Most nationalizations were during wartime. But the current financial crisis has generated more than a few.
Last year, the government took effective control of mortgage giants Fannie Mae and Freddie Mac.
It stopped short of nationalizing insurance giant American International Group, but forced a major restructuring and leadership change with a $180 billion taxpayer bailout.
During World War I, the government nationalized railroads, telegraph lines and the Smith & Wesson Co. During World War II, it seized railroads, coal mines, Midwest trucking operators and many other companies including, briefly, retailer Montgomery Ward.
President Harry S. Truman tried to nationalize the steel industry in 1952 to avert a strike he claimed threatened the Korean War effort, but he was blocked by the Supreme Court.
Most nationalizations have been temporary. But at least one has endured - Amtrak rail passenger service. The National Railroad Passenger Corp. was established in 1971. Five years later, the Consolidated Rail Corporation (Conrail) was created with a federal takeover of six bankrupt rail lines. In 1987, it was privatized.
In the financial sector, Washington seized the failing Continental Illinois Bank and Trust. The government operated it until 1994, when it was acquired by what is now Bank of America - one of many troubled banks in which the government has taken a non-controlling equity stake.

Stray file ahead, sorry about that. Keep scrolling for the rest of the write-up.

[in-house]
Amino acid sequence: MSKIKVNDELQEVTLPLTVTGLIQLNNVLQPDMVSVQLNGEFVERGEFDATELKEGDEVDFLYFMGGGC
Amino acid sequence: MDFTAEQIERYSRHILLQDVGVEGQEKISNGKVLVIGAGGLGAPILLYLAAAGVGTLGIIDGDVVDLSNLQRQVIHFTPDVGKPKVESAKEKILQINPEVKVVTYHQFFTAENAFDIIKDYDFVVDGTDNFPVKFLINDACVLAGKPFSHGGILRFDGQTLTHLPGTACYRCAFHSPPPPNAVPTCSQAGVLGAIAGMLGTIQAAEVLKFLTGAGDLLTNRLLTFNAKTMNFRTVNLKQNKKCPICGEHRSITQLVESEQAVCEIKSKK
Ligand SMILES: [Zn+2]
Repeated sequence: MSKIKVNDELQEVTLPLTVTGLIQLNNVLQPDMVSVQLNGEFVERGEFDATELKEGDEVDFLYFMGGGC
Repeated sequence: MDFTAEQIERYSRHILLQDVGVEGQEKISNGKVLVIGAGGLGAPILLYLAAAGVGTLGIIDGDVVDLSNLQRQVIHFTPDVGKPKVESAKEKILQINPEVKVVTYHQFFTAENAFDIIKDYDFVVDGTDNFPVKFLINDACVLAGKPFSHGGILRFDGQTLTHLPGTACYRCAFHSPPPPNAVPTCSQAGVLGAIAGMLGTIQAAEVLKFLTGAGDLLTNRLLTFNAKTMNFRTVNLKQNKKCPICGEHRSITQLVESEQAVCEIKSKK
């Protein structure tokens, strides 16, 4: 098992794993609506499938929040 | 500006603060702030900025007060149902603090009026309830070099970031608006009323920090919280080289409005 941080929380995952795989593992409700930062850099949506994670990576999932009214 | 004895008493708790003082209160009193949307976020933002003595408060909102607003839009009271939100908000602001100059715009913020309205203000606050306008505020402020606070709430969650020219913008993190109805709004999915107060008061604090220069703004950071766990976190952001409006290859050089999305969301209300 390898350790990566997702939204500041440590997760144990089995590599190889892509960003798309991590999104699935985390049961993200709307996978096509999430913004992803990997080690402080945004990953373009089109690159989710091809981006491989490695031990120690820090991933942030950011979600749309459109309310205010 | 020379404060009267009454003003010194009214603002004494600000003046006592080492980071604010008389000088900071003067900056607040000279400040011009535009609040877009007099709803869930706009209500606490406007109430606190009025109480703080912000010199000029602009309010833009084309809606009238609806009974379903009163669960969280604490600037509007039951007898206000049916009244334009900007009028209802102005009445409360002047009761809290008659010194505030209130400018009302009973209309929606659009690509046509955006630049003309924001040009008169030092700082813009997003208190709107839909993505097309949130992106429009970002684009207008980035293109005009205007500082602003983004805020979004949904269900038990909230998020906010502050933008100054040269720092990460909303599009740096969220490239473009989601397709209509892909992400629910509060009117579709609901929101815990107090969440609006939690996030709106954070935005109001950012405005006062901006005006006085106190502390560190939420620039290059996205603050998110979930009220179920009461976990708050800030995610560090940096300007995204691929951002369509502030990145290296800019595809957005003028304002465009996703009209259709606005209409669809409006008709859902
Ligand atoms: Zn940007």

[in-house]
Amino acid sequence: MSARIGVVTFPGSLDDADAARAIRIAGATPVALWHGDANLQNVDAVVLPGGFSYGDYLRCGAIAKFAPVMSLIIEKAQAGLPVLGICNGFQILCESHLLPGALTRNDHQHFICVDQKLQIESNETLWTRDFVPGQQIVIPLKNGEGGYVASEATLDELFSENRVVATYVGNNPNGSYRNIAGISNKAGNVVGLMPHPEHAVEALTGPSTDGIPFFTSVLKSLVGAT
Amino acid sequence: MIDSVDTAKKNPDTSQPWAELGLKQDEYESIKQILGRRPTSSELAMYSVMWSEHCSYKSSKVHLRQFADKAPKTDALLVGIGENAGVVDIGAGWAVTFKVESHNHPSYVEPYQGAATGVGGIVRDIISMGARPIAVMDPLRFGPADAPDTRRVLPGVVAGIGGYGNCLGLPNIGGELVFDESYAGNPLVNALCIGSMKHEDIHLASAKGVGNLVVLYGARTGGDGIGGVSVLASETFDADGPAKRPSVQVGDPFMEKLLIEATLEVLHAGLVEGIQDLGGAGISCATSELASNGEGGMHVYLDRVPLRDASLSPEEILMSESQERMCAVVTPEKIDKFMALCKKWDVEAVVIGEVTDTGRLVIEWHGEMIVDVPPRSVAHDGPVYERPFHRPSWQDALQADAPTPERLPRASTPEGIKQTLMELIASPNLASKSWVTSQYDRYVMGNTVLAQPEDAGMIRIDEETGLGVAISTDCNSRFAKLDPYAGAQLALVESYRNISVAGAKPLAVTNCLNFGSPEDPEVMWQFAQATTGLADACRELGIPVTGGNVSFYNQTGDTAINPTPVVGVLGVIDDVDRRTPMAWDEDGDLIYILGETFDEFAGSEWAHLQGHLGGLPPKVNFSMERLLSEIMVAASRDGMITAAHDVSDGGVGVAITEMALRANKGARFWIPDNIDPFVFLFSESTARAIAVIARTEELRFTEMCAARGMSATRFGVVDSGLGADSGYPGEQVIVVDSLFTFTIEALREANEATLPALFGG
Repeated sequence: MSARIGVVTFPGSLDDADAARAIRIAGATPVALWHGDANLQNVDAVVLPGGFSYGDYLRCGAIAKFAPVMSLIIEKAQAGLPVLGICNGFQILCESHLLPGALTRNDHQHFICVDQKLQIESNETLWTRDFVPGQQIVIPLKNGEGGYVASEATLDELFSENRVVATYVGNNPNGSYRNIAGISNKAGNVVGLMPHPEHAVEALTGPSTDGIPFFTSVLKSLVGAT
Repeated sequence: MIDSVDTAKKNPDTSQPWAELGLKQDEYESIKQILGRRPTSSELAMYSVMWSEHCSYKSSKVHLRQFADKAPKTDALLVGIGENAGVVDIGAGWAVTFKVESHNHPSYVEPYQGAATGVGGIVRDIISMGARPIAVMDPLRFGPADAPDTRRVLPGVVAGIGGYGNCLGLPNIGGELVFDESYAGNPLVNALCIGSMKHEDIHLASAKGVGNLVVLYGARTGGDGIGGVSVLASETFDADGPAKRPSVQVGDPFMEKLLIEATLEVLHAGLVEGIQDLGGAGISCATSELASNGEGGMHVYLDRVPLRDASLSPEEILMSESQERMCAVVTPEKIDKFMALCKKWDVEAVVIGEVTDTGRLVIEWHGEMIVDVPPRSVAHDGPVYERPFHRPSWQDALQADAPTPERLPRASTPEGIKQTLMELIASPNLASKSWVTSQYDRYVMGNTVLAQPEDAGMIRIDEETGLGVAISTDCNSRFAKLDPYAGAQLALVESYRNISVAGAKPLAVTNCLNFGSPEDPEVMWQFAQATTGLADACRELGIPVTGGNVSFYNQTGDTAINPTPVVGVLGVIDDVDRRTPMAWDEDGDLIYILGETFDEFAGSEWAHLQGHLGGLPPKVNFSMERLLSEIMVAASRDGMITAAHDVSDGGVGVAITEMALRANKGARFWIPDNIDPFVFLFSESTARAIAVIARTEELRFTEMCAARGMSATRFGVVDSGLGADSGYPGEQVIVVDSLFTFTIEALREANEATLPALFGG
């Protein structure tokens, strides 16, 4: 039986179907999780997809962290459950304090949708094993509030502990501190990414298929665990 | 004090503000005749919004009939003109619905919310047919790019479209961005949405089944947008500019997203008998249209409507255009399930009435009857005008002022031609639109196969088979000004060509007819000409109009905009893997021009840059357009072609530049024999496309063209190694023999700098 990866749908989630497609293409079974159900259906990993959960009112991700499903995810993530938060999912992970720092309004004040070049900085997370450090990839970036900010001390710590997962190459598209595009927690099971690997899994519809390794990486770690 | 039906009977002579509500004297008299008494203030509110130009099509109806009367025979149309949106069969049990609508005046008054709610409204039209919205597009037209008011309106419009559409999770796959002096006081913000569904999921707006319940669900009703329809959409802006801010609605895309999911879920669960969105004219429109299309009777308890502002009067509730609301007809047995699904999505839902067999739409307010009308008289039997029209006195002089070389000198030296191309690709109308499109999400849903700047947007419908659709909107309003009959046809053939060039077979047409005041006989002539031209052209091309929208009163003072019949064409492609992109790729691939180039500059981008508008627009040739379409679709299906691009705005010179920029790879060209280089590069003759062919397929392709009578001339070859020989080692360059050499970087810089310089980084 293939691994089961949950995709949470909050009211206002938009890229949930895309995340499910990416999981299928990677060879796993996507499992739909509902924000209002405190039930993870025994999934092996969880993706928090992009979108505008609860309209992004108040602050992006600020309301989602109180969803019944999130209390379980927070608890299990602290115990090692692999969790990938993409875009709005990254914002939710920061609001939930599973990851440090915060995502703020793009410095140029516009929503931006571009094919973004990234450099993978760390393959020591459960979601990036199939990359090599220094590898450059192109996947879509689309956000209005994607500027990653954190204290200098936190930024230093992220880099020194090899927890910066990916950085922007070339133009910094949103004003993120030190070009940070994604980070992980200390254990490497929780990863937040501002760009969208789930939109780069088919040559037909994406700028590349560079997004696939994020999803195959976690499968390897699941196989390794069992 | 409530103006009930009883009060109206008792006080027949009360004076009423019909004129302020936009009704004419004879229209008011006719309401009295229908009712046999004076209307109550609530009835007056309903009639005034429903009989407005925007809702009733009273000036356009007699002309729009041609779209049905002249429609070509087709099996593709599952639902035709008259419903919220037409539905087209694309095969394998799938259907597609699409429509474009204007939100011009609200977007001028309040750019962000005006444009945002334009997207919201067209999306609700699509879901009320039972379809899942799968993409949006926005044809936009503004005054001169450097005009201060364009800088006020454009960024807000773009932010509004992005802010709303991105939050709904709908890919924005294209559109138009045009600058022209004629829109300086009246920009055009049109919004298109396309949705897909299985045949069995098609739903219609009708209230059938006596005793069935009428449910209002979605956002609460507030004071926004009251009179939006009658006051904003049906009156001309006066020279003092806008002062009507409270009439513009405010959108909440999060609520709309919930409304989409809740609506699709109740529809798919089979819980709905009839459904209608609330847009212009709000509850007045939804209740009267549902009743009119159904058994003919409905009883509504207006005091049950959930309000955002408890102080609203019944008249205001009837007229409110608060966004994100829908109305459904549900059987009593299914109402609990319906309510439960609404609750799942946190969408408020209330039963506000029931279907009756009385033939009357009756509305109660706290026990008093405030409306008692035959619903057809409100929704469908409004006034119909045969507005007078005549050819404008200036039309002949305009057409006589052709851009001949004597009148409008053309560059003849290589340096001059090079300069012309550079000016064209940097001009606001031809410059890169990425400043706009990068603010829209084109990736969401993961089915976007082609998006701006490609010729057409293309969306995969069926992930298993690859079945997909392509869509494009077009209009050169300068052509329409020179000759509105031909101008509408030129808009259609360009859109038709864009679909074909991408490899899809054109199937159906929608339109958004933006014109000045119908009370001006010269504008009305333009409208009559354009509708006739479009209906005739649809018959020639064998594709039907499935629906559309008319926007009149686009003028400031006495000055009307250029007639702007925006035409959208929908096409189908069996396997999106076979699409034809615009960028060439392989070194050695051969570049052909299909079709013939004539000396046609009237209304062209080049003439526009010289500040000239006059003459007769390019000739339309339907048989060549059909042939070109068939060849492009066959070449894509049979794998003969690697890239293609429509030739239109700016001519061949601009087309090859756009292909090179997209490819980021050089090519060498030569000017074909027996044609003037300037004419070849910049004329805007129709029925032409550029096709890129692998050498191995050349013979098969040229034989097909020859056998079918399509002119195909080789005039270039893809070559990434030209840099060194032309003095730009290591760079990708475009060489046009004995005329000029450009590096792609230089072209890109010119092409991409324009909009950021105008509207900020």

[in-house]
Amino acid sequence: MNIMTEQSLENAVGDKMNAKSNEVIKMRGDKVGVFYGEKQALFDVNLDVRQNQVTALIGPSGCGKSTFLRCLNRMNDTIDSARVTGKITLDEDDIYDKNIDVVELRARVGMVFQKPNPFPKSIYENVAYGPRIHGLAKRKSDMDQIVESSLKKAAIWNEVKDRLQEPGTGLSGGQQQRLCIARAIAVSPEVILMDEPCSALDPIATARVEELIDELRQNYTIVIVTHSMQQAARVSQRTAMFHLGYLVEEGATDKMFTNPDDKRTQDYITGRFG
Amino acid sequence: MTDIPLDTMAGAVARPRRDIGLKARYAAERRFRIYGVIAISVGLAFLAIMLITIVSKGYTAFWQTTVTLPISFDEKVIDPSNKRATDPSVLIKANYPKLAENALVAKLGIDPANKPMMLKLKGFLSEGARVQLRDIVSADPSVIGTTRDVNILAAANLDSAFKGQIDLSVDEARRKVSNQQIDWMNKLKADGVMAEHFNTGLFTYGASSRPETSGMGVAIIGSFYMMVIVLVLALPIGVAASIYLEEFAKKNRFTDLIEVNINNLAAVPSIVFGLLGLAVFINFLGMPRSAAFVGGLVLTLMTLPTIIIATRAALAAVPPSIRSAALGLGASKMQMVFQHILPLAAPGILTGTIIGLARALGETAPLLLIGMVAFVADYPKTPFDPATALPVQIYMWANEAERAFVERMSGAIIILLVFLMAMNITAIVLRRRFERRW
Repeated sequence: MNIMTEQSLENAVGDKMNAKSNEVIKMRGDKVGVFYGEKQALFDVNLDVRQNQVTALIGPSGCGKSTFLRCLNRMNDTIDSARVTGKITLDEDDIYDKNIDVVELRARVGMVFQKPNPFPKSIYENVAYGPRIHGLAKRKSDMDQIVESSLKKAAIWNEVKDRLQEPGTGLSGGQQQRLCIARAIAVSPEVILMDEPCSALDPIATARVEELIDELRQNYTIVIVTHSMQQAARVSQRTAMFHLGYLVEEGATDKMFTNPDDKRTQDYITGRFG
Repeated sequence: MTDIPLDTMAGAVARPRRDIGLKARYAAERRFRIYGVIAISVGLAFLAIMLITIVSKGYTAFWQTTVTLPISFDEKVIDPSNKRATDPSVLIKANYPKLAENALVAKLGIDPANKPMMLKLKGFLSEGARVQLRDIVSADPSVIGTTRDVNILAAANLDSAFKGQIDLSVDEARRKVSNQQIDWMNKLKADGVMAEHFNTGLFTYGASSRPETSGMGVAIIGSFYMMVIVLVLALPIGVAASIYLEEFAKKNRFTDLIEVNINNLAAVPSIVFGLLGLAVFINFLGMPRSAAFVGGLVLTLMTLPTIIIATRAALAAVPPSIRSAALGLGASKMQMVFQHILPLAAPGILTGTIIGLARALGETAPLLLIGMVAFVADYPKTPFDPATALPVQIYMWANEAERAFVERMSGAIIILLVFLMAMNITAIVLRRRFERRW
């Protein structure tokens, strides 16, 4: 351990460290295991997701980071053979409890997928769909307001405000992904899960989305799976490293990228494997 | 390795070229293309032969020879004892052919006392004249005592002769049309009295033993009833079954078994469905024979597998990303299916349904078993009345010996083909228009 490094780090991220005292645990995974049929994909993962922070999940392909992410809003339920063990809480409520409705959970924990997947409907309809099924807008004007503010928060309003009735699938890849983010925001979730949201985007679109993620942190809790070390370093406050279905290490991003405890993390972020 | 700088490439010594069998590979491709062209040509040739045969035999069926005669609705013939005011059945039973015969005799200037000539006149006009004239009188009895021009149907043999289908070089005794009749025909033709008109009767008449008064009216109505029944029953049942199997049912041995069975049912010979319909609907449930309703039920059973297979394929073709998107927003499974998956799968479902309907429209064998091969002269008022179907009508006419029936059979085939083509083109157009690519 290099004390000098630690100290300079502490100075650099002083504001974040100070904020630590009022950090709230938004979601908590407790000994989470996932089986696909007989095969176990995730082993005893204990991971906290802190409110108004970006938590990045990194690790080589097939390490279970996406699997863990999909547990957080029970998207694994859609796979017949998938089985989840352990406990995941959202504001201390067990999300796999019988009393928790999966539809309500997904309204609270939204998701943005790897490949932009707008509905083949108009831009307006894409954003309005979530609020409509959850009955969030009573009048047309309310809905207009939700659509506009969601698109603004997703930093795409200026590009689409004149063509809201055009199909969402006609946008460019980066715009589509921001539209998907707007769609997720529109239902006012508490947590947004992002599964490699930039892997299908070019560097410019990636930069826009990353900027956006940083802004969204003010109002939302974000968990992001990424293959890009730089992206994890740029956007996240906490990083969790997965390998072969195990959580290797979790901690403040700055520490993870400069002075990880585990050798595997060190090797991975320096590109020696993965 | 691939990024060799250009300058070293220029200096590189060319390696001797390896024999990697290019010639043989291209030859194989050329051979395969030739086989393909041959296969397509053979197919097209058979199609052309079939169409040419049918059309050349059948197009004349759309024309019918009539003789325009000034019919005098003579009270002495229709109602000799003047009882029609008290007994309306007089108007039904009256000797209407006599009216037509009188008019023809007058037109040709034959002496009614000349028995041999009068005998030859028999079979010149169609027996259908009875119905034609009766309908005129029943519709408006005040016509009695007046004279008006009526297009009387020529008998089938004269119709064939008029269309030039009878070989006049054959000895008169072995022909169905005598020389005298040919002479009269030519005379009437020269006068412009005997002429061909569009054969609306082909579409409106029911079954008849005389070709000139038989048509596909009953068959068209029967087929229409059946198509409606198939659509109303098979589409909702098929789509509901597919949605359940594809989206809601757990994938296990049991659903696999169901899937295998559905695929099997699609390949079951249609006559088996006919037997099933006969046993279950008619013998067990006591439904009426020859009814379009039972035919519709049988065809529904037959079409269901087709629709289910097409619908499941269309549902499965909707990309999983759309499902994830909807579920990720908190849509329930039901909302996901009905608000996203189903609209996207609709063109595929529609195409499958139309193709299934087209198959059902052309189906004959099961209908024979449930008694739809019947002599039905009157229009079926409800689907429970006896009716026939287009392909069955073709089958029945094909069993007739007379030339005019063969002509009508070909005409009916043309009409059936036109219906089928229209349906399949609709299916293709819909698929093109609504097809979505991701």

In fact, nearly 600 banks nationwide have received a total of $199.2 billion under the government's $700 billion bailout fund, which was designed to boost their capital reserves and get banks to resume more normal lending.
In 1989, the Resolution Trust Corp. was established to deal with the savings and loan crisis. The government-owned corporation took over more than 1,000 failed S&Ls and acquired an array of bad loans and foreclosed homes. It took six years and $125 billion to clean up that crisis.
In 2001, the airport security industry was nationalized under the Transportation Security Administration as a response to the Sept. 11 terror attacks.
Under terms of a proposed bankruptcy agreement, the U.S. and Canadian governments will own nearly 75 percent of General Motors, with the U.S. holding a 60 percent controlling stake and Canada with 12.5 percent. The UAW would get a 17.5 percent stake and bondholders would end up with the remaining 10 percent. Existing stockholders would be wiped out.
President Barack Obama said Monday at the White House that the U.S. takeover is temporary. "What I have no interest in doing is running GM," he said.
However, even if GM can emerge from bankruptcy protection in the 60-90 days it projects, it could take months or even years for it to unwind its shares, industry leaders suggest.